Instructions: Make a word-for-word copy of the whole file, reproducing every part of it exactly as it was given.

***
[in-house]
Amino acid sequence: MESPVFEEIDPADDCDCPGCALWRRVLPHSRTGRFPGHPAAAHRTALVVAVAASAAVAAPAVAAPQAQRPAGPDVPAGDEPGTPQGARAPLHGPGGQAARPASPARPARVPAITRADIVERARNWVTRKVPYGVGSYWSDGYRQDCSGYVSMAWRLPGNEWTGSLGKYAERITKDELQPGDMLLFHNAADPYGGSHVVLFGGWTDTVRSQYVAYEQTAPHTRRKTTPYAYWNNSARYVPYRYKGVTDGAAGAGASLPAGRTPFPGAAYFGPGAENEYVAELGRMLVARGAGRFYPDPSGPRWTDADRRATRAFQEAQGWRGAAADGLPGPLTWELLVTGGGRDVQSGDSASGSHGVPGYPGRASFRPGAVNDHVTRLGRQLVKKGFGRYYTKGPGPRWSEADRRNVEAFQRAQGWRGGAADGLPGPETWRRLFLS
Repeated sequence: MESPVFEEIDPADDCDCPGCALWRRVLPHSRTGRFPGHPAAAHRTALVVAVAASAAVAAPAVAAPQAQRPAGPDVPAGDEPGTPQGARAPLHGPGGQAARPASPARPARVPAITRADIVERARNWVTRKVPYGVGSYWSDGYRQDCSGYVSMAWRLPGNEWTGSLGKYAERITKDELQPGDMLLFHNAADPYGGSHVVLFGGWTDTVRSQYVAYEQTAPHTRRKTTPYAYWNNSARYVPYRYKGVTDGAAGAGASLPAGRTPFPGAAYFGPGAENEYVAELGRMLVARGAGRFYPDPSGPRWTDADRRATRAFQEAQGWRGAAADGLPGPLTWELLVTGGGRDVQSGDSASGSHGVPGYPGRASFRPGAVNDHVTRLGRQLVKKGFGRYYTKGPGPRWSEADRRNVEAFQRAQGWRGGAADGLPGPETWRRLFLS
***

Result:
[in-house]
Amino acid sequence: MESPVFEEIDPADDCDCPGCALWRRVLPHSRTGRFPGHPAAAHRTALVVAVAASAAVAAPAVAAPQAQRPAGPDVPAGDEPGTPQGARAPLHGPGGQAARPASPARPARVPAITRADIVERARNWVTRKVPYGVGSYWSDGYRQDCSGYVSMAWRLPGNEWTGSLGKYAERITKDELQPGDMLLFHNAADPYGGSHVVLFGGWTDTVRSQYVAYEQTAPHTRRKTTPYAYWNNSARYVPYRYKGVTDGAAGAGASLPAGRTPFPGAAYFGPGAENEYVAELGRMLVARGAGRFYPDPSGPRWTDADRRATRAFQEAQGWRGAAADGLPGPLTWELLVTGGGRDVQSGDSASGSHGVPGYPGRASFRPGAVNDHVTRLGRQLVKKGFGRYYTKGPGPRWSEADRRNVEAFQRAQGWRGGAADGLPGPETWRRLFLS
Repeated sequence: MESPVFEEIDPADDCDCPGCALWRRVLPHSRTGRFPGHPAAAHRTALVVAVAASAAVAAPAVAAPQAQRPAGPDVPAGDEPGTPQGARAPLHGPGGQAARPASPARPARVPAITRADIVERARNWVTRKVPYGVGSYWSDGYRQDCSGYVSMAWRLPGNEWTGSLGKYAERITKDELQPGDMLLFHNAADPYGGSHVVLFGGWTDTVRSQYVAYEQTAPHTRRKTTPYAYWNNSARYVPYRYKGVTDGAAGAGASLPAGRTPFPGAAYFGPGAENEYVAELGRMLVARGAGRFYPDPSGPRWTDADRRATRAFQEAQGWRGAAADGLPGPLTWELLVTGGGRDVQSGDSASGSHGVPGYPGRASFRPGAVNDHVTRLGRQLVKKGFGRYYTKGPGPRWSEADRRNVEAFQRAQGWRGGAADGLPGPETWRRLFLS